November 10, 2022
MANILA — The ease in joblessness last September, as stressed by the National Economic Development Authority (NEDA), is one of the gains of the resumption of economic activities following nearly two years of COVID lockdowns.
This, as the Philippine Statistics Authority (PSA) revealed on Tuesday (Nov. 8) that the unemployment rate dipped to 5 percent (2.50 million) from 5.3 percent (2.68 million) in August and 8.9 percent (4.25 million) in September 2021.
Socioeconomic Planning Secretary Arsenio Balisacan said “the government will leverage on this momentum by strengthening policy interventions and investing in innovation and technology systems.”
As he stressed in a statement, these interventions and investments are “geared toward generating higher-quality employment that provides adequate income for Filipino workers and their families.”
With the 5 percent jobless rate in September, National Statistician Dennis Mapa said the Philippines is now closer to the pre-COVID full-year average employment rate of 5.1 percent, considering that joblessness had eased for a third month in a row.
But economist Sonny Africa said the only reason unemployment eased was because “millions of discouraged jobless Filipinos are not being counted and millions in pseudo-work are called ‘employed’.”
As stated by the PSA, the Labor Force Participation Rate, which counts working-age Filipinos who have jobs or are looking for jobs, fell by 470,000—from 50.55 million (66.1 percent) last August to 50.08 million (65.2 percent) last September.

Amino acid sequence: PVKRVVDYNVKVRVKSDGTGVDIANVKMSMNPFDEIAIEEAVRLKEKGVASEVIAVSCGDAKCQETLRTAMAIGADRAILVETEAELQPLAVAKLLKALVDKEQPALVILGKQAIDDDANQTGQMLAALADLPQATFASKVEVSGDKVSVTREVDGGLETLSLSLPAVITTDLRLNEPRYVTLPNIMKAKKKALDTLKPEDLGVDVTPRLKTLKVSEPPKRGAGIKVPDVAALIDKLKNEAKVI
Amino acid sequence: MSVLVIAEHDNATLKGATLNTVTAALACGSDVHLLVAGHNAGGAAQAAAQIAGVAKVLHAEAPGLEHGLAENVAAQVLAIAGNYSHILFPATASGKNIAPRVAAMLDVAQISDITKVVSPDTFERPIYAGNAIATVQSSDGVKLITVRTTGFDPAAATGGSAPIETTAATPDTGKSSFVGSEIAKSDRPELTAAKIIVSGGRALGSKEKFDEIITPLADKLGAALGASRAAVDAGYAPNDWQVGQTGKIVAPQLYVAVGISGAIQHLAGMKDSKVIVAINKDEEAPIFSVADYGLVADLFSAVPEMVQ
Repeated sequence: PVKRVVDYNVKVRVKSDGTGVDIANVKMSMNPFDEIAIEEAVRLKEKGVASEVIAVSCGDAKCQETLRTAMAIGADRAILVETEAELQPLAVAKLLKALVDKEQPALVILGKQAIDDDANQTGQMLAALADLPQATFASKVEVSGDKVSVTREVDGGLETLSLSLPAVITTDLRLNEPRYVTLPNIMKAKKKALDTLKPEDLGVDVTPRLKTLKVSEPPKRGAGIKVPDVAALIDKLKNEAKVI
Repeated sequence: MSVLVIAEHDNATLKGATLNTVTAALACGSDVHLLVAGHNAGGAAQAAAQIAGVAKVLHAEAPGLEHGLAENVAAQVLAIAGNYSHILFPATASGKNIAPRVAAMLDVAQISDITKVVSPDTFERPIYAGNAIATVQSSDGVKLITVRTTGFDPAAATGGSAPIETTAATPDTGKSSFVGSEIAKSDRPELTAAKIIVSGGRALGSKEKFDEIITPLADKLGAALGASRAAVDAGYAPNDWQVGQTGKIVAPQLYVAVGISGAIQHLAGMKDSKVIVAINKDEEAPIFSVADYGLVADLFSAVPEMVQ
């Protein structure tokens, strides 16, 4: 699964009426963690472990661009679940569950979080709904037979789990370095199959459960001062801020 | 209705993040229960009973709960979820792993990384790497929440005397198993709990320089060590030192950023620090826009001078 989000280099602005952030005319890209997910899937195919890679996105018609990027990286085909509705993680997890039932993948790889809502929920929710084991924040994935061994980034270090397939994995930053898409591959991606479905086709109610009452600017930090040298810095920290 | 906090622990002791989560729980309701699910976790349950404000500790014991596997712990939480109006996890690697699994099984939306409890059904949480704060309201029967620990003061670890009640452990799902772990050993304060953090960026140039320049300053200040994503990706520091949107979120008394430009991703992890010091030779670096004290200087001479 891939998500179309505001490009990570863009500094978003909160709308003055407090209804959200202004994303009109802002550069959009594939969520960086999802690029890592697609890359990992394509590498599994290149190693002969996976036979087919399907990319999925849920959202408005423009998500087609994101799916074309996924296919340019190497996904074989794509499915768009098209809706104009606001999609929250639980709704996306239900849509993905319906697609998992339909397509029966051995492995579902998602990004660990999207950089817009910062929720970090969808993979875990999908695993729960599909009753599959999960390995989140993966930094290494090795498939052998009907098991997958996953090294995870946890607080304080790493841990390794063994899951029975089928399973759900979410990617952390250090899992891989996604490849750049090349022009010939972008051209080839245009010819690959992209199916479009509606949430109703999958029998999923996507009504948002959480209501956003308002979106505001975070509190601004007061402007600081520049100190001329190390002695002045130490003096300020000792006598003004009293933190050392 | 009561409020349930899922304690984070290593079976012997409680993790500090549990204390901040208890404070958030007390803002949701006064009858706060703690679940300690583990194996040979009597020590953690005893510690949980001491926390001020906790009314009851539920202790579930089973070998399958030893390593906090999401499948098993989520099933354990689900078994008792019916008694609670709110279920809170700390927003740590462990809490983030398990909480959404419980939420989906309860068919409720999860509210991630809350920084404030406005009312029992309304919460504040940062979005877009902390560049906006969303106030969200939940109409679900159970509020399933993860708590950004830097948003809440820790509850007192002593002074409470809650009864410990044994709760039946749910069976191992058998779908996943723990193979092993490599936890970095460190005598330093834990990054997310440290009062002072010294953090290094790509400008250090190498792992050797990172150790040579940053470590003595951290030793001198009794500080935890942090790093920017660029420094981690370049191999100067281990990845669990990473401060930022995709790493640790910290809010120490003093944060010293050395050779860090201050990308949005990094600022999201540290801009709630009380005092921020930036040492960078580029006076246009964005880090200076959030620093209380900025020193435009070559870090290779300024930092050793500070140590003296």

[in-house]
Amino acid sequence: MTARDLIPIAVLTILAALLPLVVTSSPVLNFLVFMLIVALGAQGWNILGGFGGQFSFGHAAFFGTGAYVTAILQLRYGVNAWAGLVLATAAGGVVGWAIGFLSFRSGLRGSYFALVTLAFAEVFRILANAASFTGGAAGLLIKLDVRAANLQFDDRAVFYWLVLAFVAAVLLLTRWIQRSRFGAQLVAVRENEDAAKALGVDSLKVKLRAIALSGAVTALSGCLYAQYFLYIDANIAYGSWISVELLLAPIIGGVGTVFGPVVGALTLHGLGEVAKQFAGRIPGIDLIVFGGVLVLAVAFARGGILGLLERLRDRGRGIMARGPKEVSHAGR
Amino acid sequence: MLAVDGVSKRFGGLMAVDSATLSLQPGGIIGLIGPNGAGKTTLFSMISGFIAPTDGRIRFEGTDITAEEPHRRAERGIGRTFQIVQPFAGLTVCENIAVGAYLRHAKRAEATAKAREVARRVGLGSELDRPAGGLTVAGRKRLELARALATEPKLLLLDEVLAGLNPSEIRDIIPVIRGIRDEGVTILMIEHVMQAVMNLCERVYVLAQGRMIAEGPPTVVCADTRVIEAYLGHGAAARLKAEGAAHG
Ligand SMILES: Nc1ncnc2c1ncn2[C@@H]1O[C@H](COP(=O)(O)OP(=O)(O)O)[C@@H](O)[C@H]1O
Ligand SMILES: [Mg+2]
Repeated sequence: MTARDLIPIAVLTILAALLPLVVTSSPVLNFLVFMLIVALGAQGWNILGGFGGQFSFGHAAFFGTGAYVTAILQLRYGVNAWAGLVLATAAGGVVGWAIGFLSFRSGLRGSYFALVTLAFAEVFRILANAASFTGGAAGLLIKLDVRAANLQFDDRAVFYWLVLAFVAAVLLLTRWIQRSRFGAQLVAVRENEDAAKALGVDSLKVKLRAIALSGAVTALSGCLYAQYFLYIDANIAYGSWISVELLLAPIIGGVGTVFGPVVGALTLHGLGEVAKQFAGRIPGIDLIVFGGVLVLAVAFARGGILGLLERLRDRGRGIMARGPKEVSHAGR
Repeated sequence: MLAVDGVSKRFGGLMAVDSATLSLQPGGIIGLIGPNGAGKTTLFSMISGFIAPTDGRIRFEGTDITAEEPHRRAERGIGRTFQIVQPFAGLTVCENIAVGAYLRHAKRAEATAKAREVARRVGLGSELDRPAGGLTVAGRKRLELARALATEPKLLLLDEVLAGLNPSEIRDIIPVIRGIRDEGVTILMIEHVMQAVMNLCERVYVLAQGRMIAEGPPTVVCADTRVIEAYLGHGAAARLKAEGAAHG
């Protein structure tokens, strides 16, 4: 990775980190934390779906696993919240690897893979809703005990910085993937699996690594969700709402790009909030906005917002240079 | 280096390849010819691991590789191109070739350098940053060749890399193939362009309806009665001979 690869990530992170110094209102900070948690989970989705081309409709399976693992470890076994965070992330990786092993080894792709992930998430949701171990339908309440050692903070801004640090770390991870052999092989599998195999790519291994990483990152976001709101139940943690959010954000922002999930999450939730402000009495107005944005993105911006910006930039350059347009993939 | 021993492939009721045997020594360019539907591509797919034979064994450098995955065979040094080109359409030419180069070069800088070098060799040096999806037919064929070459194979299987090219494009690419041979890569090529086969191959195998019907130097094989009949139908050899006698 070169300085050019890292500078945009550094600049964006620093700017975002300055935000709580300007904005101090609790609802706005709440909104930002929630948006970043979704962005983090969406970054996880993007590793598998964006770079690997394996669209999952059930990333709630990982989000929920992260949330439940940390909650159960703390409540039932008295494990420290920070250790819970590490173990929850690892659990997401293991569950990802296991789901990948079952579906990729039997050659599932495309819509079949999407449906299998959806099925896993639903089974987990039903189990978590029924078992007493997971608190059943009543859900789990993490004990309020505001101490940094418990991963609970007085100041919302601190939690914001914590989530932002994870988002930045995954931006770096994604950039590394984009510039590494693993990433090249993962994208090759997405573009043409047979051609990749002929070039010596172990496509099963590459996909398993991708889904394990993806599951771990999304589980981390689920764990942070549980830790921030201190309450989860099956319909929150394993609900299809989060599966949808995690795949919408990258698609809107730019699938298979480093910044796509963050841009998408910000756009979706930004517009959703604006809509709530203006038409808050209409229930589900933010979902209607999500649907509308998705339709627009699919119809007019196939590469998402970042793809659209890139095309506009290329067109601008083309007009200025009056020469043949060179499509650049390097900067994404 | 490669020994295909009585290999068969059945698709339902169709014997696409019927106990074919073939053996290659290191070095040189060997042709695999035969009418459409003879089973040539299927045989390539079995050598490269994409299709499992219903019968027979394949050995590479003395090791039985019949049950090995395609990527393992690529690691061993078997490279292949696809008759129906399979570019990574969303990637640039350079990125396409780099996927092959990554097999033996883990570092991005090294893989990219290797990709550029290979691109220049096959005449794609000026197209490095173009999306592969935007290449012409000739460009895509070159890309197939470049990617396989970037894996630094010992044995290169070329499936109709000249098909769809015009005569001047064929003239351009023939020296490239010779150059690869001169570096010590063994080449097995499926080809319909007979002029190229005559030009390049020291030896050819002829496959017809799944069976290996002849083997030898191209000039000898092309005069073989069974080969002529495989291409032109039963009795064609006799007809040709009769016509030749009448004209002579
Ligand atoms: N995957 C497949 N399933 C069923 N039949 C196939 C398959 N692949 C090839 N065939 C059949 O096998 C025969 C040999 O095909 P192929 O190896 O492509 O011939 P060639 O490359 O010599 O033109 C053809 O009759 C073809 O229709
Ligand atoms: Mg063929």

Likewise, as the jobless rate dipped to its lowest level in almost three years, the number of employed individuals fell by 287,000 to 47.58 million last September from 47.87 million last August and 43.59 million in the same period last year.
This, even if the employment rate improved to 95 percent from 94.7 percent in August.
As Mapa explained, the drop in the number of employed individuals was because of the decline in the number of Filipinos 15 years and older who have jobs or are actively looking for work.
“We saw that the labor force participation declined by close to 500,000. The reason for this was a portion of the workforce decided to go back to school since September was the opening of classes.” he said.
Look at the ‘employed’
Reacting to the latest PSA data, Renato Reyes, secretary general of the activist group Bayan, said “we have to ask what is the quality of work being created […] we still lack the heavy and basic industries needed for sustained economic development and job generation.”
He said this as the underemployment rate increased to 15.4 percent (7.33 million) last September from 14.7 percent (7.03 million) last August and 14.2 percent (6.18 million) in the same period last year.
According to PSA data, the average weekly hours of an employed person in September was 39.6 a week. This was lower than the average weekly hours spent at work in August 2022 of 40.5 a week.
This, as those who worked for less than 40 hours was at 34.2 percent, which is higher than 33.2 percent in August, while those who worked for over 40 hours dipped to 64.7 percent from 65.6 percent in August. Those “with a job, not at work” was at 1.1 percent.
Africa told INQUIRER.net that the drop in the number of employed Filipinos was mainly driven by the decline in full-time work by a huge 610,000 “that was only partially offset by a 378,000 increase in part-time work.”